What is Spelunky, you ask, not knowing? Well, it’s an indie action-adventure game created by Derek Yu that has you running through caves, collecting treasure, and saving damsels for a high score and an attempt at beating the boss Olmec. It originally started as freeware in 2009, getting remade for consoles and the PC years later. The trick here is that the dungeon levels are randomly generated each and every time, and you only get one shot at it, though there are ways to increase your health and gain a second life. Traps are deadly, enemies are tough and quite unpredictable, and don’t even try stealing the idol in the jungle levels unless you have enough bombs to reach safety.

Some runs in Spelunky last around twenty minutes, and some are over in mere seconds. Like an endless runner á la Temple Run 2 and Jetpack Joyride, the “one more go” mentality is strong here. Very strong. Every death is your fault, and there’s always something to be learned for your next spelunking sojourn. Next time you’ll know that you can’t fall from that specific height, that you can’t jump on the walking Venus fly trap enemies, that bees should just be avoided at all costs, and so on. Visually, the game comes across as quite simple, and that’s even more noticeable when you compare the freeware version with the updated console versions, as not many details change, but things obviously get prettier. That said, this is one of the most complex and strategy-heavy games I’ve played in a long, long time.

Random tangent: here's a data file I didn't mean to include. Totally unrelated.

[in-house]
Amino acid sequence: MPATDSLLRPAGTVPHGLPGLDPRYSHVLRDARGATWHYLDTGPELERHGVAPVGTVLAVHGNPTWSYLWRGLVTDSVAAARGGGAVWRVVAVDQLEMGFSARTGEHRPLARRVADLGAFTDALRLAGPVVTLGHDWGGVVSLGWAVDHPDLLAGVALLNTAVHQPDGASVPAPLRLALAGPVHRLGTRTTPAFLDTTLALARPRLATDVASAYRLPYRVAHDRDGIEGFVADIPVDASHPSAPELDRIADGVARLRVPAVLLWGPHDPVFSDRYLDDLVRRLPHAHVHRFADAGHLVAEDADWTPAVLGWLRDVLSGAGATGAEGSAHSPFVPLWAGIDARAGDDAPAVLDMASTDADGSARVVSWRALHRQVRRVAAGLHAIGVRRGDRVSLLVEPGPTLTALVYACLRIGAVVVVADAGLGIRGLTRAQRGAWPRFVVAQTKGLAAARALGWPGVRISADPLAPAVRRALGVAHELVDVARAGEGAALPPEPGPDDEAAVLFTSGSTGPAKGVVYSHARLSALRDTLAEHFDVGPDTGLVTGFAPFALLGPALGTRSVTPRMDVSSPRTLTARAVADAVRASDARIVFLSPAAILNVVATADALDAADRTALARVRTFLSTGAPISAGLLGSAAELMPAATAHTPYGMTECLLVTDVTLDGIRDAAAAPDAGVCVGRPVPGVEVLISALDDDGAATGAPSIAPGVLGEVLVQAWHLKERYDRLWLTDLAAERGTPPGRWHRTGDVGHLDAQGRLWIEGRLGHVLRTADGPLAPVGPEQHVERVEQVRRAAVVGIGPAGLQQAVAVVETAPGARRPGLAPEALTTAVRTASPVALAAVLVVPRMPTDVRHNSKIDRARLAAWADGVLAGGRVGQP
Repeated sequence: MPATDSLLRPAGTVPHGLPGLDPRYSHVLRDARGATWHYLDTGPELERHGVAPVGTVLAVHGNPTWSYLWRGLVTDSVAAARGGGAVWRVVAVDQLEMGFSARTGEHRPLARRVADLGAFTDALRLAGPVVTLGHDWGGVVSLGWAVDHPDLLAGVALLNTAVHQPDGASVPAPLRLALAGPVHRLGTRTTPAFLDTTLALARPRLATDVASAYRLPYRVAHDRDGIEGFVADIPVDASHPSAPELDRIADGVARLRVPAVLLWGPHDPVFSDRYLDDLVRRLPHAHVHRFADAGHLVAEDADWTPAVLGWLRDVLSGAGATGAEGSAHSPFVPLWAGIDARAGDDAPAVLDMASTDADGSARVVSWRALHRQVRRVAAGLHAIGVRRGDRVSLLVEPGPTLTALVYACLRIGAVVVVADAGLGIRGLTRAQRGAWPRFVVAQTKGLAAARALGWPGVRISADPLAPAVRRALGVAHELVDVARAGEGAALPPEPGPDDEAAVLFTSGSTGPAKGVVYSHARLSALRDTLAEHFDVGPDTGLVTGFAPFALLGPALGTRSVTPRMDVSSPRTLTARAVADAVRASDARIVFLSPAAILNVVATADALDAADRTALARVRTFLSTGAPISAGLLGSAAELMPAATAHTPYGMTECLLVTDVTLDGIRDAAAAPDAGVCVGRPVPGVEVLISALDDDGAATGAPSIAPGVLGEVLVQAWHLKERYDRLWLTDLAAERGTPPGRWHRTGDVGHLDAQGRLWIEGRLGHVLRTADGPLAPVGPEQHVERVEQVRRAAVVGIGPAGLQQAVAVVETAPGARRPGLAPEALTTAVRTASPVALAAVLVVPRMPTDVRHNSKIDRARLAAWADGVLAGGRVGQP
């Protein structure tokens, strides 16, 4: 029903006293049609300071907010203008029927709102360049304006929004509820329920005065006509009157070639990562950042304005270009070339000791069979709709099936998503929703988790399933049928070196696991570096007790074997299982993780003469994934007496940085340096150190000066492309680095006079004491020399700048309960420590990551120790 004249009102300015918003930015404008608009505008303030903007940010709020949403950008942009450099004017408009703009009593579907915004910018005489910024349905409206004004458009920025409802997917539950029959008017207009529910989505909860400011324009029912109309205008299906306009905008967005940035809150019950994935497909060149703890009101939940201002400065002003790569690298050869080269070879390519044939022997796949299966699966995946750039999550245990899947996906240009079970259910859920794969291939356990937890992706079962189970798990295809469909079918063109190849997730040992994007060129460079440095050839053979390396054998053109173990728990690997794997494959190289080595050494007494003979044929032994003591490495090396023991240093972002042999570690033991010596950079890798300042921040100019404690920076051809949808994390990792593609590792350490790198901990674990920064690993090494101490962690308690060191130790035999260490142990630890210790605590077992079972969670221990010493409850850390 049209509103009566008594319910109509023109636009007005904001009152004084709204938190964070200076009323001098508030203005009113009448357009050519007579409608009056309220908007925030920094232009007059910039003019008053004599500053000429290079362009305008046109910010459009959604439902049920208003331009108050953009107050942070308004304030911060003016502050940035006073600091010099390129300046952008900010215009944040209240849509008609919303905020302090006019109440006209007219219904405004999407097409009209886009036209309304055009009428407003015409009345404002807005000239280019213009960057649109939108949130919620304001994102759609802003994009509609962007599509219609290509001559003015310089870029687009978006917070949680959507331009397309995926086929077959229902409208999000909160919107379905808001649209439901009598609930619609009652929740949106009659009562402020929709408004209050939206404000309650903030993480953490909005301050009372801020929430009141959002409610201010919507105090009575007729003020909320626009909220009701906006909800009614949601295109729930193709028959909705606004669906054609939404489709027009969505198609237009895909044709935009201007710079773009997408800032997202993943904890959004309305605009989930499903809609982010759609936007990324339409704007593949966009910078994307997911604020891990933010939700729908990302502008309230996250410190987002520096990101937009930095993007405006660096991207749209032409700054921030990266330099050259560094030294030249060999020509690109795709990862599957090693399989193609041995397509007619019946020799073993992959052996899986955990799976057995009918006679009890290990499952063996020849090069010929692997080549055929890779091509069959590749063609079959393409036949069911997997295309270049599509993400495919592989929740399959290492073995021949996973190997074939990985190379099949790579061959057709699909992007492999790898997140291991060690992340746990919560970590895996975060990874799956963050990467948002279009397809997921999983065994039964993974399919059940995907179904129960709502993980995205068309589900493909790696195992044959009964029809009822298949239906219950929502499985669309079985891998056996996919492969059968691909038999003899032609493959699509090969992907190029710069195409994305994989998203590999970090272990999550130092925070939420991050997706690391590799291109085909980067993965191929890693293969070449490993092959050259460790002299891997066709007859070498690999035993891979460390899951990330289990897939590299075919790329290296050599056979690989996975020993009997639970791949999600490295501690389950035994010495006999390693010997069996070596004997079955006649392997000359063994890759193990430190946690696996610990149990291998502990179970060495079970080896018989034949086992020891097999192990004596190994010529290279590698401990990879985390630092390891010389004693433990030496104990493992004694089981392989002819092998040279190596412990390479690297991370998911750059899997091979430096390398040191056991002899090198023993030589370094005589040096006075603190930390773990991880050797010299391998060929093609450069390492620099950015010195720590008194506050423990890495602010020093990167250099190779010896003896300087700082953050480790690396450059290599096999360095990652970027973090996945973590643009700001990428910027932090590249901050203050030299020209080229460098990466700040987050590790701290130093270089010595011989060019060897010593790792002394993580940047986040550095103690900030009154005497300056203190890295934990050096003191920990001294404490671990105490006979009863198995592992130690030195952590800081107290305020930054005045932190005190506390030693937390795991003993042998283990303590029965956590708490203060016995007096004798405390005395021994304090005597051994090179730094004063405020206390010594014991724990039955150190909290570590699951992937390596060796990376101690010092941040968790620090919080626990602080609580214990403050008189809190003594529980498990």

I’ve beaten Olmec once. And it happened quite fortuitously. See, there’s this fellow called Tunnel Man who you meet when traveling from one themed group of levels to another. Such as exiting the mines and reaching the jungle. And he can open up shortcuts to these worlds if you give him specific items, like two bombs or a shotgun. However, to open the final shortcut to the temple, you have to bring the gold key you find in the mines all the way with you through the mines, jungle, and ice caves, and it’s no easy thing. Or at least I thought it was going to be grueling. Er, I did it on my first attempt. Even crazier is that after I gave the Tunnel Man his shortcut-opening item I finished the temple levels and got to the final boss, all wide-eyed in wonder and disbelief.

Let’s see. What else can I say about Spelunky? Dat music. Now, you can never really hang around too long in each singular level, as a ghost shows up that can one-hit kill you, so you are trying to move through the world at a speedy–but safe–clip, and that means you’re unfortunately missing out on some fantastic tunes. Everyone will be most familiar with the songs for the mines, and they are moody and down-tempo, with elements taken from jazz and all things 1990s. That jingle that plays when you anger a shopkeeper is both awesome and terrifying. The game’s soundtrack, which you can listen to here, is written and produced by Eirik Suhrke, with some additional friends helping out here and there.

Despite beating Olmec, I’m nowhere near done with Spelunky. Not one lick. First of all, there’s a second secret boss called Yama, and to get to Yama requires a lot of specific steps, and you can’t mess up one of them. It seems tough, but practice makes perfect, and I’m going to at least try. First I have to reach the City of Gold and then Hell. Hmm. But I’m also playing the game on the PlayStation 3, which has Daily Challenges, singular runs where the goal is to get the highest amount of treasure, and leaderboards nicely show how all your friends stack up against you. I’ve recently added a ton of Giant Bomb users to my friends list, which makes this feature much more enticing than when it was just me by my lonesome. And who knows–maybe one day I’ll tackle a solo eggplant run?